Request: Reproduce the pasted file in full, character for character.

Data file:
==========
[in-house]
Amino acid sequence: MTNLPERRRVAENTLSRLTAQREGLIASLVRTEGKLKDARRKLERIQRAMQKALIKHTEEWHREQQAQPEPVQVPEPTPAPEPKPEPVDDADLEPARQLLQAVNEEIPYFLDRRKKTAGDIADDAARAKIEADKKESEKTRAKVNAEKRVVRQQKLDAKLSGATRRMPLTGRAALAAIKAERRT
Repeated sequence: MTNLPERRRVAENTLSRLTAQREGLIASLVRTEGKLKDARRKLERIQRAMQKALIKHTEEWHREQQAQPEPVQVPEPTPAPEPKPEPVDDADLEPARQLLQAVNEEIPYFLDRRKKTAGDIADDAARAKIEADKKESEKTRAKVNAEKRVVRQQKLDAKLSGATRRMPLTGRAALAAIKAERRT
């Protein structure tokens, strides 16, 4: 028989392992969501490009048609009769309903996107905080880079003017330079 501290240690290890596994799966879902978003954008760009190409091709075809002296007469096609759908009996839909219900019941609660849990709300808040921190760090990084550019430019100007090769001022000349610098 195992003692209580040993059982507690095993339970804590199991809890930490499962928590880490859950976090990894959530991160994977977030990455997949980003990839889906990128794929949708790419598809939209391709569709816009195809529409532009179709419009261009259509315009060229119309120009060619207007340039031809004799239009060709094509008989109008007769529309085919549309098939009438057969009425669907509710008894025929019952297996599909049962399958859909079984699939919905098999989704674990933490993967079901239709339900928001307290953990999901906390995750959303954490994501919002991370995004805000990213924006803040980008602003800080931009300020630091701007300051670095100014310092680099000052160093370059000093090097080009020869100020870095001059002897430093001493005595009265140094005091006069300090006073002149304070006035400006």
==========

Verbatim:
[in-house]
Amino acid sequence: MTNLPERRRVAENTLSRLTAQREGLIASLVRTEGKLKDARRKLERIQRAMQKALIKHTEEWHREQQAQPEPVQVPEPTPAPEPKPEPVDDADLEPARQLLQAVNEEIPYFLDRRKKTAGDIADDAARAKIEADKKESEKTRAKVNAEKRVVRQQKLDAKLSGATRRMPLTGRAALAAIKAERRT
Repeated sequence: MTNLPERRRVAENTLSRLTAQREGLIASLVRTEGKLKDARRKLERIQRAMQKALIKHTEEWHREQQAQPEPVQVPEPTPAPEPKPEPVDDADLEPARQLLQAVNEEIPYFLDRRKKTAGDIADDAARAKIEADKKESEKTRAKVNAEKRVVRQQKLDAKLSGATRRMPLTGRAALAAIKAERRT
């Protein structure tokens, strides 16, 4: 028989392992969501490009048609009769309903996107905080880079003017330079 501290240690290890596994799966879902978003954008760009190409091709075809002296007469096609759908009996839909219900019941609660849990709300808040921190760090990084550019430019100007090769001022000349610098 195992003692209580040993059982507690095993339970804590199991809890930490499962928590880490859950976090990894959530991160994977977030990455997949980003990839889906990128794929949708790419598809939209391709569709816009195809529409532009179709419009261009259509315009060229119309120009060619207007340039031809004799239009060709094509008989109008007769529309085919549309098939009438057969009425669907509710008894025929019952297996599909049962399958859909079984699939919905098999989704674990933490993967079901239709339900928001307290953990999901906390995750959303954490994501919002991370995004805000990213924006803040980008602003800080931009300020630091701007300051670095100014310092680099000052160093370059000093090097080009020869100020870095001059002897430093001493005595009265140094005091006069300090006073002149304070006035400006």